See: going through.
See: oh! la! la!
See: who was your l.
See: away, the lads; come on, my; harm; now then, me.
See: I'm in the life-boat.
See: all fine l.; don't tear it; gangway; gentlemen present; Henry's; horses sweat; like the ladies; little old l.; long nose; make way; officers and their; preparing; that's no l.; waltz; who's your l.
'An Edwardian mot, prim and juste, to mean a man's mistress as contrasted with his wife' (L.A., 1976).
See: no Tich; pas de L.
See: often laid.
See: I had 'em rolling…
'Sexually very active and satiated': entirely US: since the 1930s. R.C., 1977, adds: 'There is a pun involved, since a parlay is a series of bets laid on several horse-races, with the winnings (if any) cumulated. Hence a certain implication [triggered by laid] of successive intercourse with several women (more often, several times with one woman). Perhaps even a second pun, on “relay race”, with the baton (!) passed from one runner to another. Cf stewed, screwed…'
See: go jump.
I would-if I got half a chance!: tailors': c. 1860-1940. Prob. from the name of a well-known tailor.
See: dim as a Toc-H; oil; swing that.
See: how lies; six foot.
See: they're doing land.
See: if you can walk.
See: it must be the l.; you have a heart.
See: it's a long l.
See: we speak.
See: full of l.
was, late C18-early C19, 'an answer frequently given to children or young people, as a rebuke for their impertinent curiosity' (Grose); the earliest recording comes in BE underworld glossary, c. 1668; then dialectal usu. as layers for meddlers, or even, occ., lay horses for meddlers, a piece of folklore that seems to belong esp. to Westmorland, as Mr Allan R. Whittaker informs me. Nevertheless lareovers…has survived in the form lay-overs for meddlers. Lareovers is 'a contraction of lay-overs, i.e. things laid over, covered up, or protected from meddlers' (Apperson).
P.B.: this curious, well-known and widely used phrase has, like the equally enigmatic '(I'm making) a whim-wham for a goose's bridle', been the subject of extensive newspaper correspondence, esp. in the Guardian. It was even 'in the form “larroes to catch meddlers” current in (Southern) US in 1920s, but even then, I suspect, obsolescent' (R.C., 1978). For a quite different explanation, I quote a letter to E.P. from Mrs Pam Brewer, of Richmond, 1980:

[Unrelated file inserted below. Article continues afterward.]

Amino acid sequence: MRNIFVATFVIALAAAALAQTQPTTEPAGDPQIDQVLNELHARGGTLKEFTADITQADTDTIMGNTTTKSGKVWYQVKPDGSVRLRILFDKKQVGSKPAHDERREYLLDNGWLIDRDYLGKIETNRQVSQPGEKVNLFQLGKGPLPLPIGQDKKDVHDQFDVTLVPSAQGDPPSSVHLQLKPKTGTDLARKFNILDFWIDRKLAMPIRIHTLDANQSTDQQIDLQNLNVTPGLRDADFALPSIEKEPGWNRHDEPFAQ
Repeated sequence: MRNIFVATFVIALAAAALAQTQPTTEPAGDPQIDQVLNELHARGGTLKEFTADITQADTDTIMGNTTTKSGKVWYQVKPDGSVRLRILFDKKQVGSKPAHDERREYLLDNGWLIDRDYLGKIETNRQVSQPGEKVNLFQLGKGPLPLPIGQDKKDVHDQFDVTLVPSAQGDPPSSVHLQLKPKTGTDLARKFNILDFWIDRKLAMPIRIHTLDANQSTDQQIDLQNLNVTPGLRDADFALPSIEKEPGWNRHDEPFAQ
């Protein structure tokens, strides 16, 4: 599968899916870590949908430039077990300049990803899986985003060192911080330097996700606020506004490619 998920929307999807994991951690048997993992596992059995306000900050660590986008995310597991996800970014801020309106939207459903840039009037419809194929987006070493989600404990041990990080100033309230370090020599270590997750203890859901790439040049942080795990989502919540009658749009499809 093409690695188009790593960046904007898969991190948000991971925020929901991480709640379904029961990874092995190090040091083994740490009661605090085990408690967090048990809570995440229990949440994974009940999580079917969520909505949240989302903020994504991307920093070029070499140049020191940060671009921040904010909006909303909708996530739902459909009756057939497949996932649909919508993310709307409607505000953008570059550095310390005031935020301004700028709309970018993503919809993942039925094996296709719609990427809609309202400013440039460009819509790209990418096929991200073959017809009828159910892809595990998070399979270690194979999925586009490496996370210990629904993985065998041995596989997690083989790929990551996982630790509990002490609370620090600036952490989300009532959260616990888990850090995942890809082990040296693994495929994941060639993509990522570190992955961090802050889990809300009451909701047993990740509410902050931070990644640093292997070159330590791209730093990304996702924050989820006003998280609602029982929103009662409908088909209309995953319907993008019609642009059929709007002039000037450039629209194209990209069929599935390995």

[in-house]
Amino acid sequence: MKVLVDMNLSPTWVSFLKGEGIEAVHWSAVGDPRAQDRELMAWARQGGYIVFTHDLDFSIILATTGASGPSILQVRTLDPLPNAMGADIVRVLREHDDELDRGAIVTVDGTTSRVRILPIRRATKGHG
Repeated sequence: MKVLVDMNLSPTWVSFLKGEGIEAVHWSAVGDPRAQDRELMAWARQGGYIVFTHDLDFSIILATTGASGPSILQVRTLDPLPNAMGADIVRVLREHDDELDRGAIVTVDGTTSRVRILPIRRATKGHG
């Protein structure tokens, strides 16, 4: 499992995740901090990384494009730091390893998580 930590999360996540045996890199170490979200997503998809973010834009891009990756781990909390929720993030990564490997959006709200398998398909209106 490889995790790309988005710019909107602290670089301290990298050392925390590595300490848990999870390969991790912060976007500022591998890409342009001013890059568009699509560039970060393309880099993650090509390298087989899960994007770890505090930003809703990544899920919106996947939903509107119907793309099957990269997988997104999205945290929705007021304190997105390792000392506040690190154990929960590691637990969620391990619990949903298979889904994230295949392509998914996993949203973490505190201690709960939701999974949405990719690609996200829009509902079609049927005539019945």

My grandparents, Derbyshire dales folk, always said 'Lay holes for medlars to keep folks fat'. As I never saw it written, the word might have been 'holds', as they spoke in dialect. When I pressed for explanation, they said that medlars, being inedible until they are frosted or half rotten, the fruit was laid in barn lofts or in boxed-in trenches in the ground until it reached a fit state for consumption.
G.K. Colton, writing to the Guardian, Dec. 1978, also recalls, from Oldham, Lancashire, the pronunciation lay 'oles, 'i.e. untimely graves for those who do not mind their own business. I wonder, ' he adds, 'if this is a piece of industrial folk wisdom about the dangers of tampering with machinery.' And R. Stone house has another theory, in the same paper: his Salford grandmother pronounced the lay overs 'without the letter “v” and [they] referred to goods in shops on which one put a small deposit to hold them for future purchase'.
Gentle reader, yer pays yer money, an' yer takes yer choice! And there's plenty more where that came from!-see, e.g., weaving leather aprons.
It may astonish and even surprise many Britons to learn that this was orig. US: T.C. Haliburton in The Clockmaker, 1837 (Series I, pp. 159-60), has his central character, Sam Slick of Slicksville, say, 'He marched up and down afore the street door like a peacock, as large as life and twice as natural'. The expression caught the public fancy and became a c.p., adopted by Britain well before the end of C19. It survives; indeed, it has-and enjoys-good health. Such is its vitality that it has fathered the frequent var. (which I owe to Cyril Whelan): as large as life and twice as ugly, which is Brit, and hardly earlier than c. 1910.
As Mr Benny Green suggested in his review of the first ed. of this book, in Spectator, 10 Sep. 1977, the orig. version was prob. popularised in UK by Lewis Carroll's use of it in Through the Looking-Glass, 1871. A.B., 1978, adds there is a US var., as big as life…
often big for large. An example of not entirely scientific male folklore:? mid C19-20; certainly C20. Cf big conk…
See: all's to that; fuck that for a l.; result; up with the l.
See: down to.
A 'jocular c.p. for birds which are regarded as responsible for more births than the stork' (B.P.): Aus.: since c. 1930. A pun on a lark or a bit of fun, and bird, a girl.